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A French Hissy Fit …

November 10, 2011

Antipathy between the French and English, as we know from Monty Python and others, goes back centuries … and it just got another revivifying poke in the eye.  Earlier this week London-based Weiss Gallery was told by French officials that a painting Weiss brought to the Paris Tableau art fair would not be allowed back out of the country because it was property of the French state. French officials claim it was stolen from the Musée des Augustins in Toulouse  … in 1818!  The Caravaggesque The Carrying of the Cross (c. 1632) by Nicolas Tournier was not unfamiliar to the art market.  Didier Aaron et Cie had the painting at their booth in Maastricht in 2010, where it was purchased by Weiss for EURO 400,000.  Weiss had it at Maastricht this year with a price tag of EURO 675,000.

The Carrying of the Cross, Nicolas Tournier (c.1590-1639)

According to one article the painting, “had been sold by Sotheby’s in Italy and later at the Maastricht art fair … The painting turned up in 2009 in Italy during the sale of an estate of a wealthy Florence art collector …” A search of the Sotheby’s sold lot archive shows yields lot 362 at the October 12, 2009 sale of works from the Florentine antiques dealers Salvatore and Francesco Romano.  The painting was listed as by a Caravaggesque Master with no provenance or exhibition/publication history, estimated at EURO 25,000-35,000, and a final sale price of EURO 54,750.

The Daily Mail quotes Mark Weiss: ‘We bought it in good faith from the French dealer [Didier Aaron et Cie] at a time when the Toulouse museum was refusing to accept that it was the Tournier, which had disappeared’.

Another complication is the lack of the painting’s appearance on the Art Loss Register, an internationally recognized database of stolen art.  Indeed, as ArtKnows blogger Tom Flynn wrote on November 9, the Art Loss Register gave the painting a clean bill of health.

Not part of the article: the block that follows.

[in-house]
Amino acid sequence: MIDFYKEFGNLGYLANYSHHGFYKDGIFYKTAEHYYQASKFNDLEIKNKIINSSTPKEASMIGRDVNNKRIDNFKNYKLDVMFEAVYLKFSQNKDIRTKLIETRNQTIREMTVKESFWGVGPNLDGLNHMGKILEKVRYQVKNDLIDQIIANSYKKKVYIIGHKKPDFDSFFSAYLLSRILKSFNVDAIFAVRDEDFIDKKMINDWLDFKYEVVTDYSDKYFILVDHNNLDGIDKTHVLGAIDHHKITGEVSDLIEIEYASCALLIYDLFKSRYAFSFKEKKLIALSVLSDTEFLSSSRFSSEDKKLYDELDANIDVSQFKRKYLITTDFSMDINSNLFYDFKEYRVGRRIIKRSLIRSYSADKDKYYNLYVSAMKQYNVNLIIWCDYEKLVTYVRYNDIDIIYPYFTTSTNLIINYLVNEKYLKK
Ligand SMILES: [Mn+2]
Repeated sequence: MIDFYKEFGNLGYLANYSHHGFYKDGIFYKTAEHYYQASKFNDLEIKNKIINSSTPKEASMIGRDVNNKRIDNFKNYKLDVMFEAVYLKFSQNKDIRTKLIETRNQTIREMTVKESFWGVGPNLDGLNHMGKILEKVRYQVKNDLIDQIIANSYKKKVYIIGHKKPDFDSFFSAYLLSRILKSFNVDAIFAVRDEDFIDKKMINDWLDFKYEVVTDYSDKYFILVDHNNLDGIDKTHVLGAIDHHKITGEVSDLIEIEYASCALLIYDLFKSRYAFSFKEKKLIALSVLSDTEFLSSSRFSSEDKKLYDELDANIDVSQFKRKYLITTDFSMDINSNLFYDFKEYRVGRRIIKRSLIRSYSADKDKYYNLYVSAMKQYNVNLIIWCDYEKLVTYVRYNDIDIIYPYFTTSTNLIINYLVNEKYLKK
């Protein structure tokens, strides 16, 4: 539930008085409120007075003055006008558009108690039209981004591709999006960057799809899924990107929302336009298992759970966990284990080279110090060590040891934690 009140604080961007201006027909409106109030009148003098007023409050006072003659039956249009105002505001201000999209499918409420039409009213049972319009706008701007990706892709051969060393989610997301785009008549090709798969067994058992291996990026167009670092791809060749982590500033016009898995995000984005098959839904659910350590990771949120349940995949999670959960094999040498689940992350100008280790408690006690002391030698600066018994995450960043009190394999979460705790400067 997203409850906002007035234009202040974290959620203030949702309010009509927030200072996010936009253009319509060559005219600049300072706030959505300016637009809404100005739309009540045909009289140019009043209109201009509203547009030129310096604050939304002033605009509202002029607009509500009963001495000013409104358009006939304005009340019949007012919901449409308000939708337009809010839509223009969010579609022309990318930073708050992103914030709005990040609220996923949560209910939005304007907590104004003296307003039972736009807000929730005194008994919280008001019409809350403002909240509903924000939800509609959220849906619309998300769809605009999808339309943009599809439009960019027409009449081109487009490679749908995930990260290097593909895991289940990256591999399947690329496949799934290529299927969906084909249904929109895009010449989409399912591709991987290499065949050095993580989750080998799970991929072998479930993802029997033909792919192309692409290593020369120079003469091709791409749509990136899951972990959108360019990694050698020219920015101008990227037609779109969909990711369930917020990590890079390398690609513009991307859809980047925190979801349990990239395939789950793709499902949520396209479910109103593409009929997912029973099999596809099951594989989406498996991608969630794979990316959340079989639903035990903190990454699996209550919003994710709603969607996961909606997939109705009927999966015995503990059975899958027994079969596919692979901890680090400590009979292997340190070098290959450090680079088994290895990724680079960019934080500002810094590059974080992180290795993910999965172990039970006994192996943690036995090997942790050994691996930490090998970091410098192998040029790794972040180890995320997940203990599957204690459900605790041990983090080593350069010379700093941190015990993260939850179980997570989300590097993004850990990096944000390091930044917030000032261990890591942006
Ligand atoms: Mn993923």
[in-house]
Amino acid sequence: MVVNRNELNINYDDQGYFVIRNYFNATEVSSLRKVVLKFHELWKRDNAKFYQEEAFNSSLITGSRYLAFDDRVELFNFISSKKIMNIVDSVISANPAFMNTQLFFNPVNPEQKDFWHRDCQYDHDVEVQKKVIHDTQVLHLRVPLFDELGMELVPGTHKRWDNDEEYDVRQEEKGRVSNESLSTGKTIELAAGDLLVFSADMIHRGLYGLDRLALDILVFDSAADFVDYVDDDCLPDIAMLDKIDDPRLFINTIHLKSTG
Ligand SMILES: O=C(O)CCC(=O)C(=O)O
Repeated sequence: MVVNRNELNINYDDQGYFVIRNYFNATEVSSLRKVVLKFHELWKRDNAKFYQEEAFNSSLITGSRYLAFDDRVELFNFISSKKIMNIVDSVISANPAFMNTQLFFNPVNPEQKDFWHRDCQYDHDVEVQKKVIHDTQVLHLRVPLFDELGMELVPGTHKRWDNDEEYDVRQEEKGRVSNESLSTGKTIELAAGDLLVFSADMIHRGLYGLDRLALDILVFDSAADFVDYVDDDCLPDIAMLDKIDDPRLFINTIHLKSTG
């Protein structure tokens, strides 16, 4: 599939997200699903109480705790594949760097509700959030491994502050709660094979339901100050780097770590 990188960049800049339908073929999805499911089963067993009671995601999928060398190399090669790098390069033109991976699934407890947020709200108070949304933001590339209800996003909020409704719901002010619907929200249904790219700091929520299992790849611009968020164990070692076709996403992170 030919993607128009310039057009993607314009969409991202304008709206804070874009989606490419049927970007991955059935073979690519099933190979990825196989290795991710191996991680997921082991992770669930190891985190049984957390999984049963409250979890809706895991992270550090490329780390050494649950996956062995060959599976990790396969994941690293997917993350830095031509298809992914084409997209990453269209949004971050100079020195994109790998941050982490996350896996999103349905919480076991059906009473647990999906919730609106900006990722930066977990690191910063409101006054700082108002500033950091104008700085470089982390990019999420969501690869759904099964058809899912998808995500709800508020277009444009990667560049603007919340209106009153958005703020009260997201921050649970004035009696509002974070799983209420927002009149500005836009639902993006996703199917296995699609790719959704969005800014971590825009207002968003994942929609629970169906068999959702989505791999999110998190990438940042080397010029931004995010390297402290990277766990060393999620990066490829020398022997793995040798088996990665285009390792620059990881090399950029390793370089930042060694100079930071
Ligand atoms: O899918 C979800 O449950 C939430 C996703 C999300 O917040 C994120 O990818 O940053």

Note that the database only goes back to the “1930s,” well after the painting’s theft.

The Art Tribune provides more interesting background.  Apparently, both Didier Aaron and Weiss Gallery approached the Musée des Augustins’s chief curator Axel Hémery (and author of the 2001 Tournier retrospective) about the painting. According to the Tribune: “The curator told us:”

I received a photograph of the painting before the auction but my first reaction was that I did not believe it. After Hervé Aaron [of Didier Aaron] bought it, he informed me, but it was shortly before Maastricht and I did not come to Paris to see it. Although it sounds incredible, I saw no connection to the museum painting. It was not until much later, after Weiss purchased it, following several messages from some of my colleagues, that I understood that this was the canvas that had disappeared from the museum after 1818.

The article’s author Didier Rykner goes on to conclude:

[B]ased on our legal knowledge (and well founded), the painting is indeed, in principle, the property of the Musée des Augustins. Works in French public collections are inalienable and imprescriptible, a fact we have always fought for here. This means that an object which enters a museum cannot be taken away, in any way, forever in time, which implies that although it may have disappeared for almost two hundred years, it will always belong to the establishment.

The dealers appear to have done their due diligence, but if the French government succeeds, greater depths of research will be required (starting with the Art Loss Register often touted by dealers and auctions houses as the ultimate authority on stolen art).

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